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Lecture

Genocide

4 Pages
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Department
Political Science
Course Code
POL101Y1
Professor
Jeffrey Kopstein

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Political Science January 10th, 2011.
Genocide
Reading: Kuperman, Rwanda in Retrospect, pp.94-118
Genocide is committed with intent to destroy, in whole, or in par, a national, ethnical,
racial, or religious group
The Convention on the Prevention and Punishment of the Crime of Genocide
Genocide occurs by:
Killing member of the group
Causing serious bodily or mental harm to members of the group
Deliberately inflicting on the group conditions of life calculated to bring about its
physical destruction, in whole or in part
Imposing measures intended to prevent births within the group
Forcibly transferring children of one group to another group
Acts directed against political groups are excluded from the definition of
genocide
Crimes Against Humanity
The Charter of the International Military Tribunal, passed in 1945, described these
atrocities as customary international crimes that justify international criminal sanctions
2. War crimes, or violations of the laws and customs of war namely:
Murder
Ill-treatment
Deportation for slave labour or for any other purpose of the civilian population of
or in occupied territory
Differences between War Crimes and Crimes Against Humanity
One instance of a reprehensible act could be a war crime, but not a crime against
humanity. The latter must be shown to have resulted from widespread and
systematic policy
Also crimes against humanity (e.g. destruction of property and systematic
persecution) can occur in any setting, while a war crimes takes place only during
war
The objection most frequently raised against the Convention on Genocide include:
The convention excludes targeted political and social groups
Providing intention beyond reasonable doubt is extremely difficult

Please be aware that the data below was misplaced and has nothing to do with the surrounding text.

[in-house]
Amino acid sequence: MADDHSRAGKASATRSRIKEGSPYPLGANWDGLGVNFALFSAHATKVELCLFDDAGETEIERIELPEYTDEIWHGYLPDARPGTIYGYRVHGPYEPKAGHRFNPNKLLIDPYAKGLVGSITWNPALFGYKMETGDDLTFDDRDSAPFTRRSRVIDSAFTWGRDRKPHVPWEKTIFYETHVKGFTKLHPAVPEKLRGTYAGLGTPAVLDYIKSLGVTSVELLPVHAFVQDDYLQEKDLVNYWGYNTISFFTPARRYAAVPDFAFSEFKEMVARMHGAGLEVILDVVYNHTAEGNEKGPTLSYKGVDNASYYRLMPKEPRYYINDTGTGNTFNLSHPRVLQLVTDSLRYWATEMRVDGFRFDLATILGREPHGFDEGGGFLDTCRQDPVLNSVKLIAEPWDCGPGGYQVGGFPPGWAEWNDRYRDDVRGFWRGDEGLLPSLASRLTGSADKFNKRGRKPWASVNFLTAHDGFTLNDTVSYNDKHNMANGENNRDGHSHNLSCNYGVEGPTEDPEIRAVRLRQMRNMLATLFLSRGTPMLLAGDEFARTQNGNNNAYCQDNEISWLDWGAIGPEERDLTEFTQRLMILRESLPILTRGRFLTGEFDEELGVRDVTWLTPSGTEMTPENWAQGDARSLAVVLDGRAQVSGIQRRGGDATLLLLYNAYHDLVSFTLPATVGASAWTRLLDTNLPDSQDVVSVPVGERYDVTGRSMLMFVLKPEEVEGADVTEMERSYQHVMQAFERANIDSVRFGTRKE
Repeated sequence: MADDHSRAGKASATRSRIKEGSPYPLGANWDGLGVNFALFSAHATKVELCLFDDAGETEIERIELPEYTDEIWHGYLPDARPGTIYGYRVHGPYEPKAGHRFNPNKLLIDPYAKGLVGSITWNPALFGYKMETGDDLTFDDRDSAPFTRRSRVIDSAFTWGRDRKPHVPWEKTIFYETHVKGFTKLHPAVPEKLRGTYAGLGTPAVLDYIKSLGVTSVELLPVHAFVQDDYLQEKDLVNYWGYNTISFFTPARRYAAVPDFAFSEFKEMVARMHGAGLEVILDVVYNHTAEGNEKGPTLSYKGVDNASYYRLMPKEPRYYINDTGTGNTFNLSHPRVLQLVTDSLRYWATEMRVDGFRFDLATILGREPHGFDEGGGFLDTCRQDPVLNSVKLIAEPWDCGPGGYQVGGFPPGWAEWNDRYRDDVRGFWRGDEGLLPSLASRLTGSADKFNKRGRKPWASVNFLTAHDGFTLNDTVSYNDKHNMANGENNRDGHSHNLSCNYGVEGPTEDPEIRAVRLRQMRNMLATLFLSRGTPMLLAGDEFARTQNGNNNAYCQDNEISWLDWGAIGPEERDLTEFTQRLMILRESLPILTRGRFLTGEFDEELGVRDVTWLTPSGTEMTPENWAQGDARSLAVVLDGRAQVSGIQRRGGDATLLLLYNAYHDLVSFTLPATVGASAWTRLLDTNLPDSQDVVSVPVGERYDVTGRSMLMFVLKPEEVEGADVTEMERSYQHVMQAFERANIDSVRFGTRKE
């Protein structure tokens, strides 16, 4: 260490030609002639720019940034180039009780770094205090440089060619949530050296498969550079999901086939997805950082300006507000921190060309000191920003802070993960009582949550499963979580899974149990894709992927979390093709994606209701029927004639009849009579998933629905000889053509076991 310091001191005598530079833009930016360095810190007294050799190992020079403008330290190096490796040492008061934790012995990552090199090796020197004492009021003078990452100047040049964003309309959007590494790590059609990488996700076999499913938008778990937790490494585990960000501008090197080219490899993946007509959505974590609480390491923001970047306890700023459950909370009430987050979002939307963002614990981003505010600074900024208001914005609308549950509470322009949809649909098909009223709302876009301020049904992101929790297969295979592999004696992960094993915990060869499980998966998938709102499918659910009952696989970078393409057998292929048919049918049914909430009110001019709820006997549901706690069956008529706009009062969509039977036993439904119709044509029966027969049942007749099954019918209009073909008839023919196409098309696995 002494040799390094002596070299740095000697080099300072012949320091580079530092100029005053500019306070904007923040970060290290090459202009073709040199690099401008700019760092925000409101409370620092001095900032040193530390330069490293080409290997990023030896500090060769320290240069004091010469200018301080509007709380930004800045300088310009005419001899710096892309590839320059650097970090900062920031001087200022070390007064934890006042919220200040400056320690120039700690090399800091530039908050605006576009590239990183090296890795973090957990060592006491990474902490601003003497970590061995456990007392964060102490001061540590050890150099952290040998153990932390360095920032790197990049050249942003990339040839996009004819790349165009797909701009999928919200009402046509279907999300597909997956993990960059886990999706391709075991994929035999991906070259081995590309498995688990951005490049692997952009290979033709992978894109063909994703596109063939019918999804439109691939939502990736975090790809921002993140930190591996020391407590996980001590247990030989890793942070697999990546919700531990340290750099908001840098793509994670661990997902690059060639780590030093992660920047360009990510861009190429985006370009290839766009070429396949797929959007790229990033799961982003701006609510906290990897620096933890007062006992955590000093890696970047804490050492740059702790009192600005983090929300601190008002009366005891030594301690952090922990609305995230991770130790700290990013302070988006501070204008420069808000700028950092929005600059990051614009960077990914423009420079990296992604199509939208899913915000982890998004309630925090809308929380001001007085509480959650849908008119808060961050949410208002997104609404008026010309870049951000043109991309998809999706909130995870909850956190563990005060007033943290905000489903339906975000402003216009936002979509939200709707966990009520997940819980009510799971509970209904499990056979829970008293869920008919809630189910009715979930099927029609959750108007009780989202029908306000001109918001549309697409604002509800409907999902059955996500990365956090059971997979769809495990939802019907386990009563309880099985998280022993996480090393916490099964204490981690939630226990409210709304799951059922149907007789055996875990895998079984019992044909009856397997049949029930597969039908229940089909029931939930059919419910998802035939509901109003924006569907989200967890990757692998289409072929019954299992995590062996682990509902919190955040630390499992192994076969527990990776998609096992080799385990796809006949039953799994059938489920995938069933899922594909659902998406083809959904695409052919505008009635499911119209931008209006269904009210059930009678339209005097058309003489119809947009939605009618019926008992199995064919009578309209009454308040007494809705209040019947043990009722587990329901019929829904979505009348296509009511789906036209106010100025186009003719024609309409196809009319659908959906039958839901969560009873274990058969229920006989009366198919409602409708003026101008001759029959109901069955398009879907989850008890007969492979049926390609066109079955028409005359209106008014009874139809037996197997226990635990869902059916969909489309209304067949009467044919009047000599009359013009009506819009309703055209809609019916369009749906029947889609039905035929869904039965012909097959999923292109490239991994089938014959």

the difficulty of defining or measuringin part, and establishing how many
deaths equal genocide
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Description
Political Science January 10 , 2011. Genocide Reading: Kuperman, Rwanda in Retrospect, pp.94-118 Genocide is committed with intent to destroy, in whole, or in par, a national, ethnical, racial, or religious group The Convention on the Prevention and Punishment of the Crime of Genocide Genocide occurs by: Killing member of the group Causing serious bodily or mental harm to members of the group Deliberately inflicting on the group conditions of life calculated to bring about its physical destruction, in whole or in part Imposing measures intended to prevent births within the group Forcibly transferring children of one group to another group Acts directed against political groups are excluded from the definition of genocide Crimes Against Humanity The Charter of the International Military Tribunal, passed in 1945, described these atrocities as customary international crimes that justify international criminal sanctions 2. War crimes, or violations of the laws and customs of war namely: Murder Ill-treatment Deportation for slave labour or for any other purpose of the civilian population of or in occupied territory Differences between War Crimes and Crimes Against Humanity One instance of a reprehensible act could be a war crime, but not a crime against humanity. The latter must be shown to have resulted from widespread and systematic policy Also crimes against humanity (e.g. destruction of property and systematic persecution) can occur in any setting, while a war crimes takes place only during war The objection most frequently raised against the Convention on Genocide include: The convention excludes targeted political and social groups Providing intention beyond reasonable doubt is extremely difficult the difficulty of defining or measuring in part, and establishing how many deaths equal genocide www.notesolution.com
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